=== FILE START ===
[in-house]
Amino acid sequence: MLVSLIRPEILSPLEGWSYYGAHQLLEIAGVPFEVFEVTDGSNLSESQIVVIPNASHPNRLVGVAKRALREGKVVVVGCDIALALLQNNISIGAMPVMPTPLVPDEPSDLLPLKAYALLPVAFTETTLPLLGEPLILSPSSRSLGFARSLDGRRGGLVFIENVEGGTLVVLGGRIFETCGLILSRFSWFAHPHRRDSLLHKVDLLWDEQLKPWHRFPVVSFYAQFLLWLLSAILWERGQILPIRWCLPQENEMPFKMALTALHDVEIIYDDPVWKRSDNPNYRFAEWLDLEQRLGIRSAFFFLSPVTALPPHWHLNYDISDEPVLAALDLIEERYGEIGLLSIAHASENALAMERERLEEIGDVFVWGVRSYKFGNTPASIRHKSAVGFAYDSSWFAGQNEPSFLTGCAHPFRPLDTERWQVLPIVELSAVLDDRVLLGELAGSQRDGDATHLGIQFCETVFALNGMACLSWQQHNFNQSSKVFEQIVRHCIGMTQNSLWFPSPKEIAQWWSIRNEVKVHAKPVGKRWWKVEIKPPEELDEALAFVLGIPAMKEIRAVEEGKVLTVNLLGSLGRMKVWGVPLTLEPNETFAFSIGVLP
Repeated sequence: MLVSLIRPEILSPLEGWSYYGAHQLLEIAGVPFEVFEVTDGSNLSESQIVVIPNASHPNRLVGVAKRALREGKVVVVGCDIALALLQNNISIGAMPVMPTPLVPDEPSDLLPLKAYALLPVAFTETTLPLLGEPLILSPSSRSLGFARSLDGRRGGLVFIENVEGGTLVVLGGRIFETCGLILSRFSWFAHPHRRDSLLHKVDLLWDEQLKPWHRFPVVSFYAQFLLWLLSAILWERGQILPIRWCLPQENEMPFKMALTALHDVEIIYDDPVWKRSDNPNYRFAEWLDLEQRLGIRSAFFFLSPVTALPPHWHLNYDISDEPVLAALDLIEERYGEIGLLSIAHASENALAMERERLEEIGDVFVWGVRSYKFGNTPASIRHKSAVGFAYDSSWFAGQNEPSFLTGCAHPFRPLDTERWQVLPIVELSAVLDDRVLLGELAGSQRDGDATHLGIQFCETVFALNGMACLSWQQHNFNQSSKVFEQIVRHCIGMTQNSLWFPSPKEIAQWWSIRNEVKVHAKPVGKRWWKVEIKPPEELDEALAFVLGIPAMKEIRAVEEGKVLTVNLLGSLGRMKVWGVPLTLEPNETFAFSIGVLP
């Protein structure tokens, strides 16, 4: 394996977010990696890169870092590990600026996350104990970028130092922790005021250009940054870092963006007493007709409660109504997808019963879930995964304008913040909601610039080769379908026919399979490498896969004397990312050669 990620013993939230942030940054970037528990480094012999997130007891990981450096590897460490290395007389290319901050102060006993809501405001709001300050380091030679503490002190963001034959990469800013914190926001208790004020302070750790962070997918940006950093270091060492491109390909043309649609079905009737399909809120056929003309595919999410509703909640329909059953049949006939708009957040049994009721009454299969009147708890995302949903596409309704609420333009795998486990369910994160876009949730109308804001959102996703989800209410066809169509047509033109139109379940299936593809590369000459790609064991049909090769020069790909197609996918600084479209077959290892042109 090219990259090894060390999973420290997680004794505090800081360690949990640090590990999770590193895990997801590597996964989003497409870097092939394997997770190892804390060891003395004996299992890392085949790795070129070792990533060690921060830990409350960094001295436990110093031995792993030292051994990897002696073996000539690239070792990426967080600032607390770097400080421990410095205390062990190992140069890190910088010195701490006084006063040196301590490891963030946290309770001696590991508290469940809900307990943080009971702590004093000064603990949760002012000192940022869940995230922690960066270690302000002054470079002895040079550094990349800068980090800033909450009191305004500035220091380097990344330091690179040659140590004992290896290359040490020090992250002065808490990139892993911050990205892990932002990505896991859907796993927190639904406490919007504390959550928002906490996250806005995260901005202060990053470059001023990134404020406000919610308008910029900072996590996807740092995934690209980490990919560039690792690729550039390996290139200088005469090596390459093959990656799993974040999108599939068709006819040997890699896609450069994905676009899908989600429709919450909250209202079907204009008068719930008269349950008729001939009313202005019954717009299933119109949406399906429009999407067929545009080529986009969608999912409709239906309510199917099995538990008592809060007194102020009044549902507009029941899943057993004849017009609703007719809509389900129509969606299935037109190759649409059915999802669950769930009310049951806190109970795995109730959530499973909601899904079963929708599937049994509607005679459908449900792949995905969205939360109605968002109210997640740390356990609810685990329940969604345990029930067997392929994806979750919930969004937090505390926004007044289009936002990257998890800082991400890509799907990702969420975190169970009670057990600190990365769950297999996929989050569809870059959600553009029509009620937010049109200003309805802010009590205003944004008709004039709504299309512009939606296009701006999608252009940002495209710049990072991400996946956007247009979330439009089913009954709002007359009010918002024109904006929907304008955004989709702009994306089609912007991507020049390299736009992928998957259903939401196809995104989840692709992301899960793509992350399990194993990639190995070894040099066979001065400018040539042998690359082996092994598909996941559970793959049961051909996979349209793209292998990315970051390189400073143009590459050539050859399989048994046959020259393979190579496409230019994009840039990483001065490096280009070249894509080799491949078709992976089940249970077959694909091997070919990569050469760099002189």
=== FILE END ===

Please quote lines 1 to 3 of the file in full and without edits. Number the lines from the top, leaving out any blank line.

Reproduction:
[in-house]
Amino acid sequence: MLVSLIRPEILSPLEGWSYYGAHQLLEIAGVPFEVFEVTDGSNLSESQIVVIPNASHPNRLVGVAKRALREGKVVVVGCDIALALLQNNISIGAMPVMPTPLVPDEPSDLLPLKAYALLPVAFTETTLPLLGEPLILSPSSRSLGFARSLDGRRGGLVFIENVEGGTLVVLGGRIFETCGLILSRFSWFAHPHRRDSLLHKVDLLWDEQLKPWHRFPVVSFYAQFLLWLLSAILWERGQILPIRWCLPQENEMPFKMALTALHDVEIIYDDPVWKRSDNPNYRFAEWLDLEQRLGIRSAFFFLSPVTALPPHWHLNYDISDEPVLAALDLIEERYGEIGLLSIAHASENALAMERERLEEIGDVFVWGVRSYKFGNTPASIRHKSAVGFAYDSSWFAGQNEPSFLTGCAHPFRPLDTERWQVLPIVELSAVLDDRVLLGELAGSQRDGDATHLGIQFCETVFALNGMACLSWQQHNFNQSSKVFEQIVRHCIGMTQNSLWFPSPKEIAQWWSIRNEVKVHAKPVGKRWWKVEIKPPEELDEALAFVLGIPAMKEIRAVEEGKVLTVNLLGSLGRMKVWGVPLTLEPNETFAFSIGVLP
Repeated sequence: MLVSLIRPEILSPLEGWSYYGAHQLLEIAGVPFEVFEVTDGSNLSESQIVVIPNASHPNRLVGVAKRALREGKVVVVGCDIALALLQNNISIGAMPVMPTPLVPDEPSDLLPLKAYALLPVAFTETTLPLLGEPLILSPSSRSLGFARSLDGRRGGLVFIENVEGGTLVVLGGRIFETCGLILSRFSWFAHPHRRDSLLHKVDLLWDEQLKPWHRFPVVSFYAQFLLWLLSAILWERGQILPIRWCLPQENEMPFKMALTALHDVEIIYDDPVWKRSDNPNYRFAEWLDLEQRLGIRSAFFFLSPVTALPPHWHLNYDISDEPVLAALDLIEERYGEIGLLSIAHASENALAMERERLEEIGDVFVWGVRSYKFGNTPASIRHKSAVGFAYDSSWFAGQNEPSFLTGCAHPFRPLDTERWQVLPIVELSAVLDDRVLLGELAGSQRDGDATHLGIQFCETVFALNGMACLSWQQHNFNQSSKVFEQIVRHCIGMTQNSLWFPSPKEIAQWWSIRNEVKVHAKPVGKRWWKVEIKPPEELDEALAFVLGIPAMKEIRAVEEGKVLTVNLLGSLGRMKVWGVPLTLEPNETFAFSIGVLP